April 24, 2024
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The Purpose of Life: Helping Others

In his introduction to Rabbi Chaim Volozhin’s Nefesh Hachaim, Rabbi Chaim’s son, Rabbi Yitzchok, wrote that “He would regularly rebuke me when he saw that I did not involve myself with the troubles of others and he would constantly say to me that this is all of what man is, that he wasn’t created for himself but just to facilitate others to all that he finds himself able to do.” Rabbi Chaim Volozhin did not teach his son that he was only created to help other Jews, but rather that he was only created to help other human beings.

In the introduction to his book, “Across That Bridge: A Vision for Change and the Future of America,” the late Congressman John Lewis defined Reverend Dr. Martin Luther King Jr.’s “beloved community,” as “a society based upon simple justice that values the dignity and worth of every human being.” The late Congressman John Lewis worked to treat every human being with respect and dignity in action and in word, and his guiding principle of doing the work of building a “beloved community” is fully in line with Rabbi Chaim Volohzin’s directive to his son.

Surely, when it comes to life and death matters, we should follow what Rabbi Akiva says in Masechet Bava Metzia 62a, “chayecha kodmin,” or “your life comes first.” After all, if you cannot save yourself, how will you be able to help others?

When it comes to engaging with the secular world, not on religious matters but on everyday life matters and on social justice issues, Rabbi Chaim’s principle that we were “only created to help others” does not require another ethnic group to do something for the Jewish community in order for us to fight for justice for them. Helping others may include fighting for police reform, for example, even when the Jewish community has a fine relationship with law enforcement and can rightfully praise law enforcement for keeping our synagogues, schools and Jewish community centers safe.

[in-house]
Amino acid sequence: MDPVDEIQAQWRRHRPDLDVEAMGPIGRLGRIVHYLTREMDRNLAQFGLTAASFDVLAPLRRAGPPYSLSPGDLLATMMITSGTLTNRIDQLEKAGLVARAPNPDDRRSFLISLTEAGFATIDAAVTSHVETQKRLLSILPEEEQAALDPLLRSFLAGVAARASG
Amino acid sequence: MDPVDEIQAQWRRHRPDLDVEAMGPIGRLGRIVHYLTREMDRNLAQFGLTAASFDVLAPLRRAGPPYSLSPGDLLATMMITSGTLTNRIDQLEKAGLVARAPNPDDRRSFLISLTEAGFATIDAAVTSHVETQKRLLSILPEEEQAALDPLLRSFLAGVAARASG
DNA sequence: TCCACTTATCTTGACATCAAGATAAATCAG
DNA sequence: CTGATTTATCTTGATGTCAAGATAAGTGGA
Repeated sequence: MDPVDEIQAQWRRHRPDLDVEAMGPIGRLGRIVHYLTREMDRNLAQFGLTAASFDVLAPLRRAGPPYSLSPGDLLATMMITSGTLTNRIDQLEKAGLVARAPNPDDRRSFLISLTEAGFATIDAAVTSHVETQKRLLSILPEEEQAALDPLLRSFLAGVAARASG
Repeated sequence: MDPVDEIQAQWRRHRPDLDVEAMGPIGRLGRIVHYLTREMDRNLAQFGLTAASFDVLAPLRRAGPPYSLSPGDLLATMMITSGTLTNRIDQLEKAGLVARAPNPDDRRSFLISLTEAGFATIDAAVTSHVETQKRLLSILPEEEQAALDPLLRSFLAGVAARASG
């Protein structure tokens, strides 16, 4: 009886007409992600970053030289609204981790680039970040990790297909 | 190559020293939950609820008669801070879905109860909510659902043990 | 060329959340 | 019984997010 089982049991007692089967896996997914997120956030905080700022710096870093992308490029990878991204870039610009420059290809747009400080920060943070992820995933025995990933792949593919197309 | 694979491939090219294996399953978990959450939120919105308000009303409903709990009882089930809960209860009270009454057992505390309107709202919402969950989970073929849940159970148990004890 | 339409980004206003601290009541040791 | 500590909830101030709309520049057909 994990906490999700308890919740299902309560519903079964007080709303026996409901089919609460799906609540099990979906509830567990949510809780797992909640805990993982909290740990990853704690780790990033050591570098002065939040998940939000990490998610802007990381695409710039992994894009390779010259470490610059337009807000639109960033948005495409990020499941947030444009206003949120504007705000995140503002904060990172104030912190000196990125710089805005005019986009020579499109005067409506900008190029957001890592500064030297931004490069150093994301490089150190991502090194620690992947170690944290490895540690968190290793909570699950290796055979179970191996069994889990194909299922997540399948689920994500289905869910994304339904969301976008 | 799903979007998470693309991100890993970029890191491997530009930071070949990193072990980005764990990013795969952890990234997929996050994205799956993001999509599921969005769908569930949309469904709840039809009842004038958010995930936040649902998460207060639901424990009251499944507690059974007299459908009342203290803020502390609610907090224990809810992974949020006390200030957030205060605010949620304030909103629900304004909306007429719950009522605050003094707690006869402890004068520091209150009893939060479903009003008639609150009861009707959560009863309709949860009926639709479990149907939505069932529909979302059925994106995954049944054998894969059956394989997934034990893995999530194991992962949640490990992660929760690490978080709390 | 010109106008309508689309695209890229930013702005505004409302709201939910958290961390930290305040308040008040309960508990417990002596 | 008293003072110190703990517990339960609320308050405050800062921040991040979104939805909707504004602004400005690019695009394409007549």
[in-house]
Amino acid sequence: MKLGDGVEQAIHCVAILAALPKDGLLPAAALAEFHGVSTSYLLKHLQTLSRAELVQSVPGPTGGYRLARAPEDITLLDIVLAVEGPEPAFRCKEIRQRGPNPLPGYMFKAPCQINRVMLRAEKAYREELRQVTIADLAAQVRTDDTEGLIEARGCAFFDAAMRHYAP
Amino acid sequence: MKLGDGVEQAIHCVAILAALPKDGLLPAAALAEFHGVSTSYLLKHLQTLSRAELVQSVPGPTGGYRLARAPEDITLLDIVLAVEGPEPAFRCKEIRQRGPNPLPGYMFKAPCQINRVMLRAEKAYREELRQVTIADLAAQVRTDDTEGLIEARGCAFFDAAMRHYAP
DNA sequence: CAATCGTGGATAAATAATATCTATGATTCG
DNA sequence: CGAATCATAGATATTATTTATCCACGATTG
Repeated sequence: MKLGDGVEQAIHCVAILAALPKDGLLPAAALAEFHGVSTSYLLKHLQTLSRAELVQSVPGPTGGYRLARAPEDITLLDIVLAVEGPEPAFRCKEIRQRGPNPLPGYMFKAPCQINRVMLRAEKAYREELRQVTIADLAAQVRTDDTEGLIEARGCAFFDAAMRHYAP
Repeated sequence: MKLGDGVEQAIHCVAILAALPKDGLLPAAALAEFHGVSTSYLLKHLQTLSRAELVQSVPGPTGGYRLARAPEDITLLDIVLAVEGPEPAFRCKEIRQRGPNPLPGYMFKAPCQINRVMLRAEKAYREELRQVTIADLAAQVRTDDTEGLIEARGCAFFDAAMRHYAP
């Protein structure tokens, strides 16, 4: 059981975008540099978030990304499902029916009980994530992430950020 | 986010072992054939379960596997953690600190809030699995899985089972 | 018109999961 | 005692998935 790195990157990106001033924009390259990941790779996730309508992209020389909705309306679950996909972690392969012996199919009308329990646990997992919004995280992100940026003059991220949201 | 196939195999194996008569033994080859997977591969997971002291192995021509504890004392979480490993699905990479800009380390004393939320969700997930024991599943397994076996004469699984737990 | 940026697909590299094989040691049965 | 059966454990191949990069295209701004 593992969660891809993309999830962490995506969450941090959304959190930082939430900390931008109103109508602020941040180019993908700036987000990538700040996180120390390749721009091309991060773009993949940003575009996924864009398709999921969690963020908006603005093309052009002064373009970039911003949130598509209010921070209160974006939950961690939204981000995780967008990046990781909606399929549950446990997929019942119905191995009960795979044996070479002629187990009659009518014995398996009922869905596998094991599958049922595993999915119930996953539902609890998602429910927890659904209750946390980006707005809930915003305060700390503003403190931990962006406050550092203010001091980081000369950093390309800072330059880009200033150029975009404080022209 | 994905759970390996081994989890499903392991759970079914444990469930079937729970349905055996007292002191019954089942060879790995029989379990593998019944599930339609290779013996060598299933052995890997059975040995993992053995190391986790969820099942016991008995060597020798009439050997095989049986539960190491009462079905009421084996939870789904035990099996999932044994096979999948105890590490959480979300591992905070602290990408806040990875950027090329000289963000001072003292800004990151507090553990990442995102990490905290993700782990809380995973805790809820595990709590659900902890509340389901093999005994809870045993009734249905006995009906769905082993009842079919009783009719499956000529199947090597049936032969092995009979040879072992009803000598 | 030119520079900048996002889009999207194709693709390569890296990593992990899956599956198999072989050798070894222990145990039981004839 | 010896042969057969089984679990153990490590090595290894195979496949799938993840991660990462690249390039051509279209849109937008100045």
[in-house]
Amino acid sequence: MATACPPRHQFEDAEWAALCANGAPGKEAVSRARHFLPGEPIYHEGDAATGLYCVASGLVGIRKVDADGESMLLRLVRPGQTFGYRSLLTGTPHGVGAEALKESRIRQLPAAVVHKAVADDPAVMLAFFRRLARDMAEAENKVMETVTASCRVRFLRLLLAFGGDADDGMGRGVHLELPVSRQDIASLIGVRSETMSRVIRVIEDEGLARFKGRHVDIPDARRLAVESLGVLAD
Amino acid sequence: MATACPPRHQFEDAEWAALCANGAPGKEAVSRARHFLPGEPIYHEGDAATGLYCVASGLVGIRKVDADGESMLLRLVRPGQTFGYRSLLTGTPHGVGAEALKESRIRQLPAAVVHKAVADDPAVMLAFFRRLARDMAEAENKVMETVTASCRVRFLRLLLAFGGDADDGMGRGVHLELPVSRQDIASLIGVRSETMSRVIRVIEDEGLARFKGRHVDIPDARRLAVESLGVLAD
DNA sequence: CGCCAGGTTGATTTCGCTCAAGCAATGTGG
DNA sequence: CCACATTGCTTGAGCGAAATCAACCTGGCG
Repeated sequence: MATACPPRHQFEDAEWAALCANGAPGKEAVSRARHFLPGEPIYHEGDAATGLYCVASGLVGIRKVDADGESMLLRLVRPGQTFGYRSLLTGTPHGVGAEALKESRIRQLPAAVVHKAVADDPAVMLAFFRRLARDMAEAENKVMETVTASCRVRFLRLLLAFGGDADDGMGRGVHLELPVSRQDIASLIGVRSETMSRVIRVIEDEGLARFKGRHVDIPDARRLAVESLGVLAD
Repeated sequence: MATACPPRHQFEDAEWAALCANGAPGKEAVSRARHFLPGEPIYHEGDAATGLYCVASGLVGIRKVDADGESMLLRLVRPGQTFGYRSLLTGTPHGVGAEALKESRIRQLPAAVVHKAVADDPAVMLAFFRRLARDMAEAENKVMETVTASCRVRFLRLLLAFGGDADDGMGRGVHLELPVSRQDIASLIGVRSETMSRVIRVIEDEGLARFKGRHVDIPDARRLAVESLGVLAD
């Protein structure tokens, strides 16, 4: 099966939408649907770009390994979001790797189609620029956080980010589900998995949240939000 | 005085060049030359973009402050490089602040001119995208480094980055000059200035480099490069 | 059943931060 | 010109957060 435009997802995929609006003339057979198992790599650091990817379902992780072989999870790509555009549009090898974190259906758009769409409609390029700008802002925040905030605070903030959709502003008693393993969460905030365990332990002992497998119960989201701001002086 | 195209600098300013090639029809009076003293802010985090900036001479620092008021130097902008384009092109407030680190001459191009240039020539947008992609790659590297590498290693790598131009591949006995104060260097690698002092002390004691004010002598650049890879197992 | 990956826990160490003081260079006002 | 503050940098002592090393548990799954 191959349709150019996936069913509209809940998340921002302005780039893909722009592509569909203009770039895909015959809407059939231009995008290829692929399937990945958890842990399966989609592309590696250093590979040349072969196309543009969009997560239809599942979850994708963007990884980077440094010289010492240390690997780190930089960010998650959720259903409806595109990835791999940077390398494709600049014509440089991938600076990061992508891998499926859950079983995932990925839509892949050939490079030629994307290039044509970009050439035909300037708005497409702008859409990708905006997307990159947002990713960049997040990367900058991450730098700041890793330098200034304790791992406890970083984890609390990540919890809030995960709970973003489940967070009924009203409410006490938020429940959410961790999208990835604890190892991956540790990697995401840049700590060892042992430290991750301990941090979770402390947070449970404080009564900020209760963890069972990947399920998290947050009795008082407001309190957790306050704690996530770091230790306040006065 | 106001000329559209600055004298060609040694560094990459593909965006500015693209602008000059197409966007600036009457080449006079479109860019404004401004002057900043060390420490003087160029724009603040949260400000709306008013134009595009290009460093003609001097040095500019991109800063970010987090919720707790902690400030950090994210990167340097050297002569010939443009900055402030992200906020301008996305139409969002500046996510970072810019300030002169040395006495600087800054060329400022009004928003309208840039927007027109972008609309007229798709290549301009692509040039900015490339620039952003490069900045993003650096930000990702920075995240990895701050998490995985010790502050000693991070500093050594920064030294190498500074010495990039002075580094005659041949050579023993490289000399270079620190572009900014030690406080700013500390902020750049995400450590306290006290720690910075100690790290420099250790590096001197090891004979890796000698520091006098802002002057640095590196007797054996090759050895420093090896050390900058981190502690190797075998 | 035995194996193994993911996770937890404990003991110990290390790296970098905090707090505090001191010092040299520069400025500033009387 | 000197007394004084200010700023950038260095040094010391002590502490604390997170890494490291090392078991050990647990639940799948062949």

Working together with ethnic groups outside of the Jewish community provides opportunities to promote better understanding of each other, learn what needs to be done for there to be equity and justice in our society, and engage in activities that may serve as building blocks to achieving a “beloved community.”

By doing good for others, Jews and non-Jews alike, we may achieve our purpose in life for which we were created. As Rabbi Shimon Shkop, in his introduction to his sefer Shaarei Yosher, states, “Blessed shall be the Creator, and exalted shall be the Maker, Who created us in His image and in the likeness of His structure, and planted eternal life within us [i.e., gave us the Torah] so that our greatest desire should be to do good to others, to individuals and to the masses, now and in the future, in imitation of the Creator (as it were)… As it says, ‘and you shall walk in His Ways’ (Parshat Ki Tavo 28:9)—that we, the select of what He made—should constantly hold as our purpose to sanctify our physical and spiritual powers for the good of the many, according to our abilities.”


Josh Fine served as a member of the Borough Council of Highland Park from 2015 to 2020 and is a member of the Middlesex Black-Jewish Coalition.

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